Ensuring Strong Starts

In a pivotal move for early childhood education, the recent passage of new legislation (SB727) increases funding for preschool seats offered in traditional and charter public schools – if they are able to put the funds to use.

The challenge, however, is that many schools lack the capacity to utilize those funds.  

In St. Louis County alone, $8 million in state funding for preschool goes unutilized each year because school districts lack the space, teachers, or capabilities to offer preschool. At the same, there are many community-based preschool providers with space and capacity that could offer additional seats if they had funding and support for expansion. The St. Louis Pre-K Cooperative was launched in 2020 to solve this dilemma by matching schools with available funding to community-based providers with capacity and to provide instructional and operational support to ensure all preschool centers achieved essential Kindergarten readiness measures.

In just four years, the Cooperative put $10 million in previously unutilized state dollars in the City of St. Louis to work, creating over 400 new, free, quality preschool seats. Today, the Cooperative serves more than 1,000 children across 30+ community and school-based preschool providers who, on average, ensure that 70% of their toddlers arrive at Kindergarten prepared and ready to learn.

Due to the success of this effort and to help our region capitalize on the historic increase in available state funding, the Berges Family Foundation has made a catalytic $750,000 commitment over the next three years to help enable the St. Louis Pre-K Cooperative to more than double the number of students and partners it serves, including expanding into St. Louis County.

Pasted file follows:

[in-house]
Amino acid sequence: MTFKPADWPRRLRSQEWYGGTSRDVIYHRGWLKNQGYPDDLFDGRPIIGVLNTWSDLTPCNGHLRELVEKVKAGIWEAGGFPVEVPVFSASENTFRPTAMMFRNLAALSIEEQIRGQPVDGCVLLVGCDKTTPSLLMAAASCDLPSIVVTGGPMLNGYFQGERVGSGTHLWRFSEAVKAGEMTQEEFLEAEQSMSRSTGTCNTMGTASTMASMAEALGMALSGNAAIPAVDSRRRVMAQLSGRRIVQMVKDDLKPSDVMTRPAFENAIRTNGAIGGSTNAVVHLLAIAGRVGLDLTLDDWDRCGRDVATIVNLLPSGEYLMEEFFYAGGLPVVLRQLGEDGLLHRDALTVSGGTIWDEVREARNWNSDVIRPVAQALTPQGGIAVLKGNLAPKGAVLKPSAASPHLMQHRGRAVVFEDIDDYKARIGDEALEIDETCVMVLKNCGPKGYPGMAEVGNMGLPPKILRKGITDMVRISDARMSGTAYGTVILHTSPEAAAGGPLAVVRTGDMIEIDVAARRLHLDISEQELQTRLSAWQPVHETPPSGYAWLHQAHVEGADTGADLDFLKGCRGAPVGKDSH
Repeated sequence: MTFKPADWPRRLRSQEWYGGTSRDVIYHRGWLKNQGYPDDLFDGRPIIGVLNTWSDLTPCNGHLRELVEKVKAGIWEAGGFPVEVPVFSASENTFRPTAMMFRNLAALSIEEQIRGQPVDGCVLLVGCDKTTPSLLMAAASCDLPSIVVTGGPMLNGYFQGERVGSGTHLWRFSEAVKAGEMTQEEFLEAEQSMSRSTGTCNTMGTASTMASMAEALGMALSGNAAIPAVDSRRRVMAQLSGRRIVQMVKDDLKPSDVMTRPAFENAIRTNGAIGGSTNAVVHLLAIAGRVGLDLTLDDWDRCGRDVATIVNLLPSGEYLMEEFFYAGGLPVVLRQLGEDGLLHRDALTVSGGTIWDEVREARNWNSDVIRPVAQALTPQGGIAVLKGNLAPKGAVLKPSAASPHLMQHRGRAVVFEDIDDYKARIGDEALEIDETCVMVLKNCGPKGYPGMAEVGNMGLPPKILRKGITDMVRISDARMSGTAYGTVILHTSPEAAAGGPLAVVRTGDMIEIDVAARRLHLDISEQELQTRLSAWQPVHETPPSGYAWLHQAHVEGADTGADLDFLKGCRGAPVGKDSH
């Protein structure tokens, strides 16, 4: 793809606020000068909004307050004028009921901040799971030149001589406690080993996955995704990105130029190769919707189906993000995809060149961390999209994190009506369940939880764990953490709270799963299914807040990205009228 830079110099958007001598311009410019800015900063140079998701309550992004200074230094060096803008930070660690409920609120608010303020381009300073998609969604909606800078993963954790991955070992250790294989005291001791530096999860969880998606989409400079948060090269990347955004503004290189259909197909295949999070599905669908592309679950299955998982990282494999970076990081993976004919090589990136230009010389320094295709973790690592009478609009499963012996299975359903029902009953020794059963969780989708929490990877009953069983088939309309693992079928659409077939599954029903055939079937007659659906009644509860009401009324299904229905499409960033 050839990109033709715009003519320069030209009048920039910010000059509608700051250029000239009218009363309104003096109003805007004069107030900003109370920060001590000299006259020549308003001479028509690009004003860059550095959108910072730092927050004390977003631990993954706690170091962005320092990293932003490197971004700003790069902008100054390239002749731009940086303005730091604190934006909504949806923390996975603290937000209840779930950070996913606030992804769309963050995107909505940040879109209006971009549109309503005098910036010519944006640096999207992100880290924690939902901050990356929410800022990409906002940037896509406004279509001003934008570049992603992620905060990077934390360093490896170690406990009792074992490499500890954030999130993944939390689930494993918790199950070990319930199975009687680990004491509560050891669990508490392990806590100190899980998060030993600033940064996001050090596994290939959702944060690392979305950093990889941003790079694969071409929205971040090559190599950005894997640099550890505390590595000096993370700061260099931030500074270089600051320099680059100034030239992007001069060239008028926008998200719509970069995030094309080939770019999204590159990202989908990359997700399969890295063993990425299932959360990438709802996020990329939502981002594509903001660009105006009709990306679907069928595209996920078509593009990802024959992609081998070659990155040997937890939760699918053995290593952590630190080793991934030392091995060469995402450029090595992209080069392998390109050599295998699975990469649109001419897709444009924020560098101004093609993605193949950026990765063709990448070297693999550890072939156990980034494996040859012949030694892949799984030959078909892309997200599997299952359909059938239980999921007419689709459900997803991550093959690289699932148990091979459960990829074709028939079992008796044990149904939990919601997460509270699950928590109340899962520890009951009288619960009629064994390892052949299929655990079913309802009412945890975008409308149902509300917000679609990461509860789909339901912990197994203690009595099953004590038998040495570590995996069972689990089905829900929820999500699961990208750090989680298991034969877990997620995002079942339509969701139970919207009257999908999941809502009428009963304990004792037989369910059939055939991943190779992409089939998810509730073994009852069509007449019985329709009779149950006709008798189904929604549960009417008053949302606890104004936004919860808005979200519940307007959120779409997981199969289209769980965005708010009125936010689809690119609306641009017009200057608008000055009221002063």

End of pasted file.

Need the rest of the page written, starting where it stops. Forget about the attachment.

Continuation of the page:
The Berges Family Foundation investment builds upon the foundational $250,000 investment from the Saigh Foundation that enabled the launch of the Cooperative.

A Dire Need

The state of Missouri has been named a “childcare desert,” according to research and reporting by the Missouri Independent.  According to their report,  “Almost half of all children ages 5 and under live in areas where there are more than three children for every licensed child care slot or, in some cases, no licensed slots at all.” This is evident in the St. Louis region, which has 12 zip codes designated as a desert or extreme child care desert, with more than 10 children needing care for each open slot.

An Urgent Response

The St. Louis Pre-K Cooperative, under the leadership of Dr. Samantha March, is working to meet the challenge of providing quality preschool options for St. Louis families. “With both public and private investments, our partners are expanding partnerships between school-based and community based centers, which are accelerating impact,” says Dr. March.

The expansion efforts are expected to not only provide a right-now solution for families but also to positively impact kindergarten enrollment. “These partnerships are designed to ensure a strong start from the beginning and to help build continuity as children progress from high quality preschool into high quality elementary schools,” Dr. March explained.